A lot of people think more is better. The more information you have, the more documentation you have. The more plans you have, all make life so much easier, better and safer.
However, the reality is quite different. Ironically, the more information someone has, the harder it is to make an informed decision. I’ve seen risk management documents which run to 70 pages in length, which nobody is going to read for one, but also, even if you did read it all, there’s way too much information contained within those 70 pages for anyone to make a logical and informed decision. More is most definitely not better.
As humans, our brains can only take in so much info and analyse it before it gets overwhelmed. Too many possibilities become too hard to rationalise and think about logically and the more information and possibilities, the harder it is to respond and make any sort of informed decision.
This is why we see people in high stress situations make very poor decisions, which result in bad outcomes. It’s not the lack of information at hand. It’s too much. Instead of having reams of paperwork, which is supposedly there to help people run programs safely, you’re far better off to only look at key points of data to help you make a far more informed decision than the alternative.
Whilst this may seem counter-intuitive, the fact is that we’re not good at decision making as the stress level increases and the amount of information to analyse increases. We become myopic and our field of vision and understanding narrows. That’s why, sadly, so many coronial inquests on the surface seem so simple and straight forward. Why wasn’t this simple decision made at this point in time to prevent the fatality from happening? Chances are that there was too much information at hand.
We therefore need to simplify what we’re doing and how we’re doing it to improve our decision-making abilities. Nobody is going to read or even be able to use huge documents. They’re only really useful to lawyers post incident to spend more time than is reasonable for them to photocopy and read through so they can bill clients for it. Whilst that’s wonderfully profitable for lawyers, it’s actually not much help to you in the field.
How do you filter out the noise and get to the key information you need? That’s challenging, because each activity is situational. However, if you focus on your key risks and supervision responsibilities, then you’re well on the way to making good decisions. What’s the weather like? What’s the group dynamics like? What are the key activity risks? This is a great start. Also delegating responsibilities and positive team communications and dynamics, is a great way to reduce the burden of decision making on any one person to enable fast and effective reviews and analysis of the information at hand.
You often come across people who carry risk management documents on them as their way of effective risk management or responding if something doesn’t go to plan. However, this is problematic in that the time it takes to find something within that document that may be useful in a critical incident, is just time wasted in actually dealing with the issue at hand.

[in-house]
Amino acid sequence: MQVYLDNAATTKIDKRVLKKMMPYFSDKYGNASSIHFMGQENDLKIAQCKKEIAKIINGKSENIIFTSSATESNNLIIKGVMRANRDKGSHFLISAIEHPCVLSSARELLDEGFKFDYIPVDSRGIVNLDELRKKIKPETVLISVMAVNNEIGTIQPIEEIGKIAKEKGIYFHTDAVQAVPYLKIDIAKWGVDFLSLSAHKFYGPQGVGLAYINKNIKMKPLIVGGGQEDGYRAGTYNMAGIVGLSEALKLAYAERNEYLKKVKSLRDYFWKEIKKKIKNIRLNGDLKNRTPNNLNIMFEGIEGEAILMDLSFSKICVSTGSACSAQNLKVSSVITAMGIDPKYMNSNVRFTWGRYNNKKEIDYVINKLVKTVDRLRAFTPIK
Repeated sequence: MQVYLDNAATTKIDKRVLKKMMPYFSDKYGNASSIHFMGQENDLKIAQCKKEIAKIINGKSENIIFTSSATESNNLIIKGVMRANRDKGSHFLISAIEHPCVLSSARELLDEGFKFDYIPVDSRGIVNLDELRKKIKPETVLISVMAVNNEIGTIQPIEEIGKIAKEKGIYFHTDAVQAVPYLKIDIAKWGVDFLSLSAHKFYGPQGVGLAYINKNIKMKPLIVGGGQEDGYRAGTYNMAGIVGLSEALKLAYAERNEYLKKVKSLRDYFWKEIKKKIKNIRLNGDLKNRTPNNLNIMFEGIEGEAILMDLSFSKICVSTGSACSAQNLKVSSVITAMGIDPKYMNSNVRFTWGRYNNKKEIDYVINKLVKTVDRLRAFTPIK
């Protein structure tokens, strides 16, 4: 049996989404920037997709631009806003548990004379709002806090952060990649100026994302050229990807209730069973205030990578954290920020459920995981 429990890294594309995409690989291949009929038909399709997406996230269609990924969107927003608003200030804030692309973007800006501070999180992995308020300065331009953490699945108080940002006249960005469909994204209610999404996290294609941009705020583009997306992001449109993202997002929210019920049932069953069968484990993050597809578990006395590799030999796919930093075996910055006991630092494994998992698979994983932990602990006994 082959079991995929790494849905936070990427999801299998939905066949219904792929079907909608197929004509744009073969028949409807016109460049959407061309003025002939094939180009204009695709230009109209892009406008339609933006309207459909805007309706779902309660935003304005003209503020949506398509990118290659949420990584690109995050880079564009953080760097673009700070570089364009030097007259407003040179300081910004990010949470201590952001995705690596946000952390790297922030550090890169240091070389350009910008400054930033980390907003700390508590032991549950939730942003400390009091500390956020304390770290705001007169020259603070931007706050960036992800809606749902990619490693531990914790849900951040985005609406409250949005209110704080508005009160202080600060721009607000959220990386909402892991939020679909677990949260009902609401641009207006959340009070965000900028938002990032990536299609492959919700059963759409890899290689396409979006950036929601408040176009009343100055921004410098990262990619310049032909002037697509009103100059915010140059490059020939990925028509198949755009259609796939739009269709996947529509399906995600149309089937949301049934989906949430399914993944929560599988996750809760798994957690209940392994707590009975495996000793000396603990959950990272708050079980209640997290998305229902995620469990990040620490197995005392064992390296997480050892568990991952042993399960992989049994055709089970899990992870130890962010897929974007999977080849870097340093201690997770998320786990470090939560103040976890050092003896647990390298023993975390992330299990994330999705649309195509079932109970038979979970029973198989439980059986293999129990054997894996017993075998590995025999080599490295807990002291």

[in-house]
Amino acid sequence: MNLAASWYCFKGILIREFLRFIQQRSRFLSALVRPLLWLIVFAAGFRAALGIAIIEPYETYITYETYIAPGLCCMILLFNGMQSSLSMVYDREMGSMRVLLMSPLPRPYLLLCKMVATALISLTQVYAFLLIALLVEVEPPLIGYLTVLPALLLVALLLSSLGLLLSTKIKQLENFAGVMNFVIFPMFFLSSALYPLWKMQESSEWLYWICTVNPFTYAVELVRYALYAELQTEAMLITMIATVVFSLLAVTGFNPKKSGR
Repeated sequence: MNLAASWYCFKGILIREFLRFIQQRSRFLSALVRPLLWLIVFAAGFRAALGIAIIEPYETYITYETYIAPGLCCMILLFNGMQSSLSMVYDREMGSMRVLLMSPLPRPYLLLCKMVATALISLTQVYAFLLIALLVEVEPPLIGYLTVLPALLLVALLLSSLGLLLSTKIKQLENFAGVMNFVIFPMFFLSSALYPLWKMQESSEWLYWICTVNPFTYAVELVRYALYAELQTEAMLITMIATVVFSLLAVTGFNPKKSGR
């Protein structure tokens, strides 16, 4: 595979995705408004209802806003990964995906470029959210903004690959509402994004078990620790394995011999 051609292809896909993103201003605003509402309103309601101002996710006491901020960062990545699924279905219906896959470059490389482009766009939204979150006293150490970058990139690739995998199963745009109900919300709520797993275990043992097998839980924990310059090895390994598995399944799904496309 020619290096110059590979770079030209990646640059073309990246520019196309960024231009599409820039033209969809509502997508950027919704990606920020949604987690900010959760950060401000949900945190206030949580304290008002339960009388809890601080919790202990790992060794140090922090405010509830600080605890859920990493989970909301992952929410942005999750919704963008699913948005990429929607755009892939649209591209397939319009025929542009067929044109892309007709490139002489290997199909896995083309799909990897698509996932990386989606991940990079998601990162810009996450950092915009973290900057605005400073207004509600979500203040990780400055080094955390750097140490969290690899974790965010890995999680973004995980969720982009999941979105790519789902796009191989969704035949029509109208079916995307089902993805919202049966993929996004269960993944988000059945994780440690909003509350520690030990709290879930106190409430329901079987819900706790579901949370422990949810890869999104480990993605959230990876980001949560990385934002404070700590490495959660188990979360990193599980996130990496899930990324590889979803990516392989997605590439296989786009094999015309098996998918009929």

Whilst this doesn’t mean that this preparation is time wasted on developing good risk management systems, processes and documenting this, it does mean that you need competent people on the frontline running programs who can make informed decisions based on a reasonably small set of data. This takes training and practice, but if you realise that to begin with, the more information at hand, the more difficult it is to make informed decisions, then you’re well on the way to being able to more effectively handle stressful situations and incidents and come out of them with a positive outcome having managed and mitigated the situation at hand.
Therefore, don’t let yourself go down with myopic tunnel vision. Work out what’s important and filter out all the noise. Run some training scenarios and make sure you’re ready for whatever comes your way.
In today’s risk tip we’re going to cover the copy & paste methodology for risk management. Now this is often used by people who really are not sure what they are doing or they are really time poor and it’s an easy way to get a job done. I do understand this and it’s something I have done before as well and it’s something that I have come unstuck on before as well and really learned from those mistakes.
So it’s really important even though we know your time poor that you really do look at some standing risks which can easily be copied and entered in to your risk assessment so you don’t have to recreate everything from scratch. But then you also have your dynamic and variable risks and this is where copy and paste comes completely unstuck.
You end up just copying and going, bang that will suit! It was last year’s. We are doing the same thing this year. However, the variable risks such as your people risks, your environmental risks have come change completely from one year to the next.
The group dynamics can be vastly different and the group dynamics for the group that you are taking this time could actually be the biggest risk and if you haven’t reviewed and assessed that effectively and you are just using last year’s then that’s where you can really come unstuck.
So be careful in what you’re copying and pasting. In many ways those standing risks or those standard risks which do not change there is no worries with that at all. You can review them each year as part of your continuous improvement process but generally speaking they are ok to do. However it's really your dynamic variable risks you must assess each and every time to ensure that you are running great programs for your students that are memorable for all the right reasons.